By the end of the movie War for the Planet of the Apes, you will believe that apes speak English, love, mourn and attack people who upset them. It will seem as natural as people doing those things. Which they do.
Actually, apes do most of the above anyway – the only exception being the English speaking. Apes are pretty smart. In fact, they’re probably smarter than humans in many ways.
For example, they don’t gnaw at the world until it’s on the brink of ecological collapse. But then again, perhaps they would do that too if they had the brains.
When you think about it, it’s brains that are causing all the problems. Brains wanting more and more. For example – a better movie with bigger budgets, more spectacular visual effects and … and it’s all wasted.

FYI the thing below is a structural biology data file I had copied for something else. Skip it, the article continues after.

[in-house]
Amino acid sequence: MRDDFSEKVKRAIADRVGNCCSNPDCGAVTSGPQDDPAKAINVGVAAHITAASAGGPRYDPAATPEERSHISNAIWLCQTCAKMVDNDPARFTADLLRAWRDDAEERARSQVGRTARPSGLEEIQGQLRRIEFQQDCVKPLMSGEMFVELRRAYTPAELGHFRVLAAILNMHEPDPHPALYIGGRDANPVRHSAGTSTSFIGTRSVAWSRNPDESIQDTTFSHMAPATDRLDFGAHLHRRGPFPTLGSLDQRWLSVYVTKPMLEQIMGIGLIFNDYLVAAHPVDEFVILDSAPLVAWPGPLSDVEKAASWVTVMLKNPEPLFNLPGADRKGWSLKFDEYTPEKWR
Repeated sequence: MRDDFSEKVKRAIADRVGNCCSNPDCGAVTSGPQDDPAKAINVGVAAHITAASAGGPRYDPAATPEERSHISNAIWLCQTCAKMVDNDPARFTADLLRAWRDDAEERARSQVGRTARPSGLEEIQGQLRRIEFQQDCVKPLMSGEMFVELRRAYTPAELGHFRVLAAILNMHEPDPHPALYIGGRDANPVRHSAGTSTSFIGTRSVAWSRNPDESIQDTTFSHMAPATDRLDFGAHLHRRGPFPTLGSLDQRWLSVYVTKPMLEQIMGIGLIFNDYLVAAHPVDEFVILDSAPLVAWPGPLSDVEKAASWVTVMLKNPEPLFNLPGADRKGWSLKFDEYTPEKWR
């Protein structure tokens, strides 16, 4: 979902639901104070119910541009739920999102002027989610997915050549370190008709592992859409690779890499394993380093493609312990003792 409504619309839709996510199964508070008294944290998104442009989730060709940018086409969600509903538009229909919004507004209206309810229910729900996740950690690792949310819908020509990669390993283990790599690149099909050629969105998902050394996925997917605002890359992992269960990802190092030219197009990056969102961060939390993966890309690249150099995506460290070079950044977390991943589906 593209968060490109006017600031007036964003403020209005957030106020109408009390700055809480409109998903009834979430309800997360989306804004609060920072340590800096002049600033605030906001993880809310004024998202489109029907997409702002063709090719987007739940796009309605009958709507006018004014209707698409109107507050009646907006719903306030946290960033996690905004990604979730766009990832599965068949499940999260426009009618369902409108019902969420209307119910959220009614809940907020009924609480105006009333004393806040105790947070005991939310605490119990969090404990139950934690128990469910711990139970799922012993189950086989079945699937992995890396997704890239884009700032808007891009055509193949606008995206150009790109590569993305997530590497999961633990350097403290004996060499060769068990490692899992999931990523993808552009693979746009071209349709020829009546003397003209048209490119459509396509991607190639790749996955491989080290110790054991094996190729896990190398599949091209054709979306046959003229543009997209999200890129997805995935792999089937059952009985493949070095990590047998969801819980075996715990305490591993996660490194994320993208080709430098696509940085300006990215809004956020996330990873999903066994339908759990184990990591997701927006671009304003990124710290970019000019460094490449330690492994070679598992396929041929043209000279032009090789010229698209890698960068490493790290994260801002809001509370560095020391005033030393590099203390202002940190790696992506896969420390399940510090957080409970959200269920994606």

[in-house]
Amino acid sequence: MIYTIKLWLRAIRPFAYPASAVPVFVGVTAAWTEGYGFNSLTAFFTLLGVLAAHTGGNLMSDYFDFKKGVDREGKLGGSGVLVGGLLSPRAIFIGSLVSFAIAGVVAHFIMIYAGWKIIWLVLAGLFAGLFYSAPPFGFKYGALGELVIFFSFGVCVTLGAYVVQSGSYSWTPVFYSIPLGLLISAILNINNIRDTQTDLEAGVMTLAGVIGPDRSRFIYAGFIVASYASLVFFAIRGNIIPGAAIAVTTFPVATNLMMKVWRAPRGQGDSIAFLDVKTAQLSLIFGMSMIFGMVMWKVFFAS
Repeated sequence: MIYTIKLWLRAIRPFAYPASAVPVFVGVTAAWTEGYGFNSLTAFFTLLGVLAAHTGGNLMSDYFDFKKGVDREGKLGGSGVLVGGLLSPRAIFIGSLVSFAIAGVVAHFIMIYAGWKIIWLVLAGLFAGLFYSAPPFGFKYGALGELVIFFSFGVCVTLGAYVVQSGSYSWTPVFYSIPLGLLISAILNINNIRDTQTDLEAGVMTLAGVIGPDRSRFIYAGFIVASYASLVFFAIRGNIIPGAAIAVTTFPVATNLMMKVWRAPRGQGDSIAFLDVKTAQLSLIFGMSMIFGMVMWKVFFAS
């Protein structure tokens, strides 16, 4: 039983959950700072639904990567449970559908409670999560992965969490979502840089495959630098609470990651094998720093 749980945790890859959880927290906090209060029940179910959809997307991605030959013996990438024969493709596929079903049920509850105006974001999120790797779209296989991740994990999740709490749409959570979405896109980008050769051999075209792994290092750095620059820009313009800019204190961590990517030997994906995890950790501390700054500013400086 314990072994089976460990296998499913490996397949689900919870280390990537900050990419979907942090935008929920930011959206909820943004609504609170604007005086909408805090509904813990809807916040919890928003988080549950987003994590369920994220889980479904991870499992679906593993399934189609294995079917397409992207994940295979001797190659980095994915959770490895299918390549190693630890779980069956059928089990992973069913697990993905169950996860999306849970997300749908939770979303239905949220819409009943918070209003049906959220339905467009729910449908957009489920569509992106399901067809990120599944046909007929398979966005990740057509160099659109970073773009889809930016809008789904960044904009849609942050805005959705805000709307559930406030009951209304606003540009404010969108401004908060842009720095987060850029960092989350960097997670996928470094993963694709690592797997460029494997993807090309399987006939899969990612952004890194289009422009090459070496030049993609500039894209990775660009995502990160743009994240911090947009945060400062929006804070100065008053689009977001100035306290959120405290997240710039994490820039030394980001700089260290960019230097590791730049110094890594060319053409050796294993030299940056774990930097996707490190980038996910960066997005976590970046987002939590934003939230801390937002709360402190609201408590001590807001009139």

There were just ten people, in a screening room that could have held several hundred, watching this movie on a sunny afternoon in York. Life was going on outside. Real life. People laughing, crying and having fun.
But there I was, watching shadows of imaginary apes cavorting across a screen. What’s that all about?!
But still – existential angst aside – it was a good movie. Worth £6.50 of anyone’s money.
I type this as I wait for dinner to cook. I’m also waiting for a good last line for this piece to appear in my mind.
I’ll let you know when it arrives.